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Discussion Starter · #1 ·
Ive had a few people tell me it would be a bad idea to try and re-gear my axles myself, that they need to be honed and adjusted and that I should let a shop do it.

how much of that is true? Is it possible for me to just buy a full rebuild kit, replace everything and call it a day?
 

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Its possible, but very time consuming and you will need to buy some specific tools. I'm toying with the notion but my jeep is not my daily driver and I anticipating a couple of days per axle because I have little patience and would need to walk away frequently. I also need to price the tools.
 

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I would say learning from someone as you do it, with them right there would be great if that is possible.But to drive right in the 1st time could end up costing you big $$$.
 

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Discussion Starter · #5 ·
I see, I see
but its not so much tuning the two to each-other as it is, getting each perfect.
 

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Yes, but all at the same time. Everything has to be adjusted together, if you shim the axle it could require a depth in pinion change because of its affect on preload, then its disassemble, adjust, retorque, mark and try again. Something I'm not sure I'm willing to do 6 -10 times per axle.
 

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Discussion Starter · #8 ·
Im looking at a ford 8.8 I found thats about too good to turn down, and its geared 4.1 whereas my jeep is currently 3.73. so obviously I would have to re-gear the front to 4.1, the rear to 3.73, or both to something different probably 4.56.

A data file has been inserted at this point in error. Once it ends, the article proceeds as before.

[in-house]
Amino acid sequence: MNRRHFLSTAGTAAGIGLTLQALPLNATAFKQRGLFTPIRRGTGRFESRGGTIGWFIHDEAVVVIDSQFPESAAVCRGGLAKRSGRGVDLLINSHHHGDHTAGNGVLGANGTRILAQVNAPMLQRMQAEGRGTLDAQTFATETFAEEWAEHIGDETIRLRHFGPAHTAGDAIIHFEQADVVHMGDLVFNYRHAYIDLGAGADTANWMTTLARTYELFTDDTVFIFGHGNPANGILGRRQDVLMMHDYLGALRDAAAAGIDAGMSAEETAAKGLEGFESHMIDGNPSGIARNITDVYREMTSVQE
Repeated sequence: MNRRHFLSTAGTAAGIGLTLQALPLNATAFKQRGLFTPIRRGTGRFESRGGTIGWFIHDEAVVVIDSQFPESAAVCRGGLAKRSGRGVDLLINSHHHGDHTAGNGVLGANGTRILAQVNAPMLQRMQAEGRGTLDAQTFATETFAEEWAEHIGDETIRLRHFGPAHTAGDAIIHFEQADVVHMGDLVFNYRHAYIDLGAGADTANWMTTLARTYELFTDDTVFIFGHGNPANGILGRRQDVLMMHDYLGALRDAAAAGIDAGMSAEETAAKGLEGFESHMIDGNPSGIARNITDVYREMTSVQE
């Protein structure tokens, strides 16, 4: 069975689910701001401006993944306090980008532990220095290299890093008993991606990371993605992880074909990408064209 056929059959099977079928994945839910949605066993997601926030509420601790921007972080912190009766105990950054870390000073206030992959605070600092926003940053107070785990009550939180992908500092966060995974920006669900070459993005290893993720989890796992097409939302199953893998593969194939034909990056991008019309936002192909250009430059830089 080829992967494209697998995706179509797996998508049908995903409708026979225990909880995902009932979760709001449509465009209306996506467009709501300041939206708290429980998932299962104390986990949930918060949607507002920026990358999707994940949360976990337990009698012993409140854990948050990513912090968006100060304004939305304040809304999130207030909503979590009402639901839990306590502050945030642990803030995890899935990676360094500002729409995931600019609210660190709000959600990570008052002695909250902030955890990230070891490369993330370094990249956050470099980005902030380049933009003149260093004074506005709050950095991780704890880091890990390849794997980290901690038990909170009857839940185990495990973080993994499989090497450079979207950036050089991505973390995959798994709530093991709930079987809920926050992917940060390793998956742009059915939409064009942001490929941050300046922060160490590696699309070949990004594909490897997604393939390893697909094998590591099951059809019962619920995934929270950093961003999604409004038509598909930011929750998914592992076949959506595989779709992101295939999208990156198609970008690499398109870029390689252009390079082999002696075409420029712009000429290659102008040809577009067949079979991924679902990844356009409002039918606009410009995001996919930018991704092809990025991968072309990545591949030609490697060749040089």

can I, or a shop do just one axle or should you really do them in pairs?
 

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The 8.8 is easy to change the gears. Just ensure to measure the pinion depth and shim it and the carrier correctly.

Also if you purchase the Ford Motorsport gears they typically accept the stock shims without much needed adjustments and they are also pretty quiet.
 

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can I, or a shop do just one axle or should you really do them in pairs?
You can have them do 1 or both. Just figure about $600 parts/labor per axle.
 

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Discussion Starter · #11 ·
I just finished reading the walk through... sounds doable but zero fun

I wonder if it would be easier to find a d44 front with 4.1 already and what its cost would be....

** It will be a while before I get the 8.8 completely prepped and ready
 

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The two stock front Jeep axles with those gears are the Dana 30 from an SE model with 4.10 gearing plus either a TracLoc LSD or an open diff, and the Dana 44 from a TJ Rubicon with 4.11 gears and a low pressure TruLoc air locker. If you find one of those, expect to pay more than $1000 and try to buy the matching air pump to go with it. Realisticly the Rubicon D44 will stand up to 35's and the D30 to 33's, there is not that much strength difference in the Ring&Pinion.

The Ford 8.8' or the D44 rear axle are both good, but I would give the nod to the 8.8" for strength.

Of course, if your original axles are good, you can sell those to offset some of the cost.
 

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Discussion Starter · #13 ·
is there a difference between the 4.1 and the 4.11 (besides the obvious .01) if I found a 4.11 for the front would that clash with the 4.1 in the rear to any noticeable or damaging effect?
 

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The Rubicon as it is equipped f/r is 4.10/4.11 Remember the system is part time and should only be used on leese surfaces. The .01 difference will not be an issue.
 

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Discussion Starter · #15 ·
thanks for all the great info guys,
I think what im going to do is this:
Get this 8.8 I found, and built it up so its ready to go on.
once I install it I will sell the stock D35 and use that to either upgrade the front or have it re-geared.
I may have to run without 4wd for a few while i get everything situated, but overall I think its going to be well worth it.
 
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